Monday, May 23, 2011

Season's first grilling: Pork shoulder marinated in lime and orange juice

Some friends of ours came up from Richmond to have dinner with us on Saturday night. Of course, somehow we missed the memo that we were cooking dinner until Saturday morning, when we discovered this and became a tad anxious. Thankfully we still had a freezer full of meat (thanks to the Haskins Family Farm CSA we signed up for this year), so I decided to take a gamble and grill a nice piece of pork butt (which is actually the shoulder, but "pork butt" elicits more giggles) that was taking up a lot of space in the freezer and shred it for tacos. That way we could probably keep the kids happier than they would have been with some of my more esoteric meals.

But before I get too far into the details of making that dinner (which finally took place about two hours later than planned), I just have to mention this recipe for eggs poached in buttery sorrel sauce, which we had for dinner tonight and was absolutely wonderful. Thanks to Orangette for turning me on to it.





Anyway, back to the pork butt adventure, which at first seemed like it was going to be a fiasco, but turned out reasonably well in the end.

So, I had dinner to make out of a five-pound hunk of meat that needed to be defrosted and marinated and then grilled for at least three hours (or so I thought). I decided to take a chance and marinate the meat while it was defrosting. I made a marinade of

  • lime juice from five limes
  • 1/2 cup soy sauce
  • 1 cup orange juice (delivered to us from South Mountain Creamery, which delivers our milk to us; yes, we get our milk delivered, and hearing the chink of bottles in the cooler on the front porch every Friday is wonderful, but more on that some other time)
  • 3 Tbsp salt
  • 1 tsp black pepper
  • 1 Tbsp dried oregano
  • 1 bunch cilantro, chopped finely (I actually got this from my back yard)
  • 3 large garlic cloves, crushed
  • 1/4 cup brown sugar
I mixed the ingredients together, placed the frozen pork butt in a plastic bag, and poured the marinade over it. I sealed the bag, pushing as much air out of the bag as possible, and then submerged the whole bag in cold water to try to speed defrosting. While it marinated, I turned it over a few times. I let it sit for about three hours (wish I had thought of it a lot earlier, an overnight soak would have been fantastic). 

At about three in the afternoon, I decided I had to start the grill or we were never going to have dinner. In another first, I decided to try my new chimney starter to start the fire. I wasn't sure if it was really going to work at first. It kicked up a LOT of smoke, but soon the coals glowed nicely, so I was happy.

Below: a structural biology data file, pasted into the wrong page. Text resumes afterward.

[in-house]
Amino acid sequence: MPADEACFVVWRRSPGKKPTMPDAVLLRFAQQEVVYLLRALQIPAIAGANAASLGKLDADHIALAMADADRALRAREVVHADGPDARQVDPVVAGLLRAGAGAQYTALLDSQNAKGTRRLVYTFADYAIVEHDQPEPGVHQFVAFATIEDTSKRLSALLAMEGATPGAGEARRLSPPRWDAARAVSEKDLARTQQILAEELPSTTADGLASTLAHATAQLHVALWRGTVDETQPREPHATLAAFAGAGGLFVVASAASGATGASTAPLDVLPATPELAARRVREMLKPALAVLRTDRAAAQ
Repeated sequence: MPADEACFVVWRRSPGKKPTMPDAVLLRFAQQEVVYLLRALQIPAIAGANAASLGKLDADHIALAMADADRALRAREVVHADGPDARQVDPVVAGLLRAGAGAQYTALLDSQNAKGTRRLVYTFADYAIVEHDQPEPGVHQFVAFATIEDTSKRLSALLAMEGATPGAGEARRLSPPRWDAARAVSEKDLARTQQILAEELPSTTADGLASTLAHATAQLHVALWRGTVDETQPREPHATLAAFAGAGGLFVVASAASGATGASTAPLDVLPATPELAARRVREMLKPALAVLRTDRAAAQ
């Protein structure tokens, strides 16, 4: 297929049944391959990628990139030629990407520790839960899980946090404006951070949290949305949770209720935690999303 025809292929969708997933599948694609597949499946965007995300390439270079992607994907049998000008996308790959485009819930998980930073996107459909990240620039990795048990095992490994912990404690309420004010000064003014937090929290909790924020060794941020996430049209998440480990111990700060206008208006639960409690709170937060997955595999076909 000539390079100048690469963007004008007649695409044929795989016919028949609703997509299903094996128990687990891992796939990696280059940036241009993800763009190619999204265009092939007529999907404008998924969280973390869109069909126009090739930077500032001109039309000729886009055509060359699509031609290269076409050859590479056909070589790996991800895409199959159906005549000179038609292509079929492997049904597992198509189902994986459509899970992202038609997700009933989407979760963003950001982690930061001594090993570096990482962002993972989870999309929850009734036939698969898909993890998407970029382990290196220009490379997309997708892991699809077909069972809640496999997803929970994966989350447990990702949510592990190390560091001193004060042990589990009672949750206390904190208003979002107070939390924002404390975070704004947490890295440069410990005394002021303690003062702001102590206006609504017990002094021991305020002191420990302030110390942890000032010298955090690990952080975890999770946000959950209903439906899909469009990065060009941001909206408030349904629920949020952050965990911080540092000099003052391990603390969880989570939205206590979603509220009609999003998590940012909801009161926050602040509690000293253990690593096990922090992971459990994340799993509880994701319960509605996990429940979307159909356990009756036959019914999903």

While the coals were heating up, I prepared the meat, which was still quite hard and cold, but I had to give it a try. I got the meat out of the bag (reserving the marinade), dried it off with some paper towels, and then rubbed it with a dry rub that I had left over from last summer (dry rubs usually include sugar, salt, dried mustard, cumin, and other dry spices).

Back at the grill, I poured the coals from the chimney starter into one half of my grill. (When you grill a large piece of meat, you use indirect heat, which means that if you have a coal-fired grill like I do, you place all the coals on one side, place the meat on the other side, and close the grill to basically create an oven.) Then I put the grate down, oiled it with some canola oil, and placed the meat on the grill, skin-side up. 

When the meat was on the grill, I decided to take a quick peak at my copy of Steve Raichlen's BBQ USA to get a sense of how much time I was looking at and how frequently I would need to add coals to maintain the heat in the grill. Of course, imagine my shock when he says that it's going to take four to seven hours, and our friends are expecting dinner in three. Oh dear. Well, hopefully it would be good enough to make up for the wait. 

In the meantime, I made a mild salsa with cherry tomatoes (organic from Florida, closest to home I can find right now), some local strawberries, a little spring onion, a sprinkle of salt, and a splash of red wine vinegar. 


After about an hour on the grill, I added 12 coals to the fire per Raichlen's instructions, but I wasn't thrilled with how low the fire had gotten in that hour, so I decided to add fewer coals more frequently (about six every half hour) to maintain the heat. (When you add coals, you want to leave the top off the grill for about five minutes to make sure they light up.) I also mopped the meat with the reserved marinade, which I had boiled for about five minutes to kill any bacteria that may have developed during the marinade.

And so it went. For about four hours, I added coals every half hour, mopped the meat with marinade, and anxiously watched the thermometer (I had pushed our meat thermometer into the thickest part of the meat and was aiming for 160 degrees). I knew I wasn't going to get meat that was falling-off-the-bone tender in the time frame that I had, but I sure as hell wasn't going to serve my friends undercooked meat. 


It was a long wait. Dinner didn't happen until about eight (half an hour past my four-year-old's bedtime). We had to feed the kids peanut butter sandwiches to tide them over. When dinner did finally happen, I set the candles on the table on fire, so things got a little chaotic but thankfully the house didn't burn down. But the tacos were delicious. The meat was incredibly flavorful, the salsa was juicy, tangy, and fresh. I'll definitely make it again, but next time I will start much, much earlier.

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